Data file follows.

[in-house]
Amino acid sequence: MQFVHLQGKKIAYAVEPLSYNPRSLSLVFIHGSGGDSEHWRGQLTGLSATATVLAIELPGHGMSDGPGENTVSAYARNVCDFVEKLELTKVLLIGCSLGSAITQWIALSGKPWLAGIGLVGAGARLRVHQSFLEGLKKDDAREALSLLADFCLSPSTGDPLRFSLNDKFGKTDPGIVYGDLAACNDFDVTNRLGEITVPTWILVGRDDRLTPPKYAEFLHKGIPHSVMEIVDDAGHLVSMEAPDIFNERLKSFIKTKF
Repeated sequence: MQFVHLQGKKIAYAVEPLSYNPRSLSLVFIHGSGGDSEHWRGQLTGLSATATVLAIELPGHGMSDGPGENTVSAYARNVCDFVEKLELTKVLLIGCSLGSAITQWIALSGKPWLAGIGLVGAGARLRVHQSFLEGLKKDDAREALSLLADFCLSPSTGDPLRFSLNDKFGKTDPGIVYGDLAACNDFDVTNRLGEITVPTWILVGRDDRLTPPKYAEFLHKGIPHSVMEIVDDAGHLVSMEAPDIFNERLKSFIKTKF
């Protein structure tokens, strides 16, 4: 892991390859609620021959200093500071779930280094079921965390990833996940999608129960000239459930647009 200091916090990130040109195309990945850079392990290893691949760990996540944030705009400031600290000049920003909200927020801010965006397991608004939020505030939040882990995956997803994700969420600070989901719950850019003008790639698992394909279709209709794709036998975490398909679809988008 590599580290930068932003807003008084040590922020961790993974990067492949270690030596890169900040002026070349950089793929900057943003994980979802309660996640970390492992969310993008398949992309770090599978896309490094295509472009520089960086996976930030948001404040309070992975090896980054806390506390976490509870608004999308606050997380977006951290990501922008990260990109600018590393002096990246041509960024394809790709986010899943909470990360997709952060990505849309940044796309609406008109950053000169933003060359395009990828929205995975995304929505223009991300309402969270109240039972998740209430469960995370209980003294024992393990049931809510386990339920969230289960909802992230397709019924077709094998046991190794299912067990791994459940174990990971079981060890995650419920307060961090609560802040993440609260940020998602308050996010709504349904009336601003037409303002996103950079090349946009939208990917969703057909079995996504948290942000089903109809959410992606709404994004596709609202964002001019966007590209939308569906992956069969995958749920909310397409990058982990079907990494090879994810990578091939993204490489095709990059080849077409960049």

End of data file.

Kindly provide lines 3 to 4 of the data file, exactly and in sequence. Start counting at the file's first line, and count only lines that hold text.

Repeated sequence: MQFVHLQGKKIAYAVEPLSYNPRSLSLVFIHGSGGDSEHWRGQLTGLSATATVLAIELPGHGMSDGPGENTVSAYARNVCDFVEKLELTKVLLIGCSLGSAITQWIALSGKPWLAGIGLVGAGARLRVHQSFLEGLKKDDAREALSLLADFCLSPSTGDPLRFSLNDKFGKTDPGIVYGDLAACNDFDVTNRLGEITVPTWILVGRDDRLTPPKYAEFLHKGIPHSVMEIVDDAGHLVSMEAPDIFNERLKSFIKTKF
């Protein structure tokens, strides 16, 4: 892991390859609620021959200093500071779930280094079921965390990833996940999608129960000239459930647009 200091916090990130040109195309990945850079392990290893691949760990996540944030705009400031600290000049920003909200927020801010965006397991608004939020505030939040882990995956997803994700969420600070989901719950850019003008790639698992394909279709209709794709036998975490398909679809988008 590599580290930068932003807003008084040590922020961790993974990067492949270690030596890169900040002026070349950089793929900057943003994980979802309660996640970390492992969310993008398949992309770090599978896309490094295509472009520089960086996976930030948001404040309070992975090896980054806390506390976490509870608004999308606050997380977006951290990501922008990260990109600018590393002096990246041509960024394809790709986010899943909470990360997709952060990505849309940044796309609406008109950053000169933003060359395009990828929205995975995304929505223009991300309402969270109240039972998740209430469960995370209980003294024992393990049931809510386990339920969230289960909802992230397709019924077709094998046991190794299912067990791994459940174990990971079981060890995650419920307060961090609560802040993440609260940020998602308050996010709504349904009336601003037409303002996103950079090349946009939208990917969703057909079995996504948290942000089903109809959410992606709404994004596709609202964002001019966007590209939308569906992956069969995958749920909310397409990058982990079907990494090879994810990578091939993204490489095709990059080849077409960049």